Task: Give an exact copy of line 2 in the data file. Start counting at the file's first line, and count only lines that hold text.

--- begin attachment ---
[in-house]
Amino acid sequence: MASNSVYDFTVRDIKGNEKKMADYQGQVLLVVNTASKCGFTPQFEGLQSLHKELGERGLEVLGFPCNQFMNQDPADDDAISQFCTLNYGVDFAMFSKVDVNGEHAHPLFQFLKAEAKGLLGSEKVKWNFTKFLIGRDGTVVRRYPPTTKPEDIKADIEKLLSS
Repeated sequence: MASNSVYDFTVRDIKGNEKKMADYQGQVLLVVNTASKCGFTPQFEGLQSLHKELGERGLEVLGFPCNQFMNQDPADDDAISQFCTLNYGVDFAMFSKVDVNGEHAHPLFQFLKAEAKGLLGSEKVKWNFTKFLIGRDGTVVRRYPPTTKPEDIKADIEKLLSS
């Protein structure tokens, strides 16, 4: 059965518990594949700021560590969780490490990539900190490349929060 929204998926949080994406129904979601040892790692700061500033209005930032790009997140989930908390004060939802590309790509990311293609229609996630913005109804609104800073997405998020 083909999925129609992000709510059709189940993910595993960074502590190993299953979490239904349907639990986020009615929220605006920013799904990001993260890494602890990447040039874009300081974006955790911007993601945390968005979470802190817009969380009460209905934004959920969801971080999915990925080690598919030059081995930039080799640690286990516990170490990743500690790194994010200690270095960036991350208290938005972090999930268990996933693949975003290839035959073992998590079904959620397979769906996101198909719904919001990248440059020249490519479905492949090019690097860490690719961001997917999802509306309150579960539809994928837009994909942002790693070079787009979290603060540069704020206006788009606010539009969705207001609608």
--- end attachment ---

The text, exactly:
Amino acid sequence: MASNSVYDFTVRDIKGNEKKMADYQGQVLLVVNTASKCGFTPQFEGLQSLHKELGERGLEVLGFPCNQFMNQDPADDDAISQFCTLNYGVDFAMFSKVDVNGEHAHPLFQFLKAEAKGLLGSEKVKWNFTKFLIGRDGTVVRRYPPTTKPEDIKADIEKLLSS